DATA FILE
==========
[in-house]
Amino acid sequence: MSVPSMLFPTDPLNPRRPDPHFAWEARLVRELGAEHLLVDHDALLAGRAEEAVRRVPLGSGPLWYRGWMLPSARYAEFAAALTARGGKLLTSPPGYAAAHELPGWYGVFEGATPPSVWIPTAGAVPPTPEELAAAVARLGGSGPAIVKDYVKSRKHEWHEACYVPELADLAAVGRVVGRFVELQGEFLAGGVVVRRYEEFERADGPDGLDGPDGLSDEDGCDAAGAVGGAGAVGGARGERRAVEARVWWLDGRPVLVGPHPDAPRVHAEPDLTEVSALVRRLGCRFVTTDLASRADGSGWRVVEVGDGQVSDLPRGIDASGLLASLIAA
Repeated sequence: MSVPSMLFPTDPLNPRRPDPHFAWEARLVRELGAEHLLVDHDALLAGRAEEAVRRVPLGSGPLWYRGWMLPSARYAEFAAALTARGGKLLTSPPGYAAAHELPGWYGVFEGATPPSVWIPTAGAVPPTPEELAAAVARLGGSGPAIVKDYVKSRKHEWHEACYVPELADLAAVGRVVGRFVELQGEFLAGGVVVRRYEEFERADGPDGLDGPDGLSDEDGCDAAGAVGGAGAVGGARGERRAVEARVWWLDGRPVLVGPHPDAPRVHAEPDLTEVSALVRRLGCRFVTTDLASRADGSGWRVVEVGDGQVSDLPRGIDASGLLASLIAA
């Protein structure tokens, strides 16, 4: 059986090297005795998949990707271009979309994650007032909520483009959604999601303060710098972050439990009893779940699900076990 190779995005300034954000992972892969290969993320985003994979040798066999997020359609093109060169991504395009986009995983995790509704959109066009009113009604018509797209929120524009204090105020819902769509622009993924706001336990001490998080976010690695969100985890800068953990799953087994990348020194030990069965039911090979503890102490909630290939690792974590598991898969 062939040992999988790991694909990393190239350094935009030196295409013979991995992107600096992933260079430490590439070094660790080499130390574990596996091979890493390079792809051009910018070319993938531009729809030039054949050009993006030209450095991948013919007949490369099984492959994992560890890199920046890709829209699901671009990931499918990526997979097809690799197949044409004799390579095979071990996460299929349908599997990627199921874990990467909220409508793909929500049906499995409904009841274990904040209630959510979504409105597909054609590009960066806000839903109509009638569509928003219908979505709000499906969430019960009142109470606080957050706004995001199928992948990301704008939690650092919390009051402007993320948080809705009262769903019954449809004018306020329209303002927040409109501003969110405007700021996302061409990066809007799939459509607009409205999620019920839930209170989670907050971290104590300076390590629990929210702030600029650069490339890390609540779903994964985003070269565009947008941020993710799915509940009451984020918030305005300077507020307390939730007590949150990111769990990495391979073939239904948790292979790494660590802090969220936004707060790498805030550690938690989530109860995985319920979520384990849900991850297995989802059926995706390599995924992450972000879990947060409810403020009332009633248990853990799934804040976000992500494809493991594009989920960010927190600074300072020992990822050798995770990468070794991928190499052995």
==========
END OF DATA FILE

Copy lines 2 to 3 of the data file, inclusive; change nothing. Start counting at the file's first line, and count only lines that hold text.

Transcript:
Amino acid sequence: MSVPSMLFPTDPLNPRRPDPHFAWEARLVRELGAEHLLVDHDALLAGRAEEAVRRVPLGSGPLWYRGWMLPSARYAEFAAALTARGGKLLTSPPGYAAAHELPGWYGVFEGATPPSVWIPTAGAVPPTPEELAAAVARLGGSGPAIVKDYVKSRKHEWHEACYVPELADLAAVGRVVGRFVELQGEFLAGGVVVRRYEEFERADGPDGLDGPDGLSDEDGCDAAGAVGGAGAVGGARGERRAVEARVWWLDGRPVLVGPHPDAPRVHAEPDLTEVSALVRRLGCRFVTTDLASRADGSGWRVVEVGDGQVSDLPRGIDASGLLASLIAA
Repeated sequence: MSVPSMLFPTDPLNPRRPDPHFAWEARLVRELGAEHLLVDHDALLAGRAEEAVRRVPLGSGPLWYRGWMLPSARYAEFAAALTARGGKLLTSPPGYAAAHELPGWYGVFEGATPPSVWIPTAGAVPPTPEELAAAVARLGGSGPAIVKDYVKSRKHEWHEACYVPELADLAAVGRVVGRFVELQGEFLAGGVVVRRYEEFERADGPDGLDGPDGLSDEDGCDAAGAVGGAGAVGGARGERRAVEARVWWLDGRPVLVGPHPDAPRVHAEPDLTEVSALVRRLGCRFVTTDLASRADGSGWRVVEVGDGQVSDLPRGIDASGLLASLIAA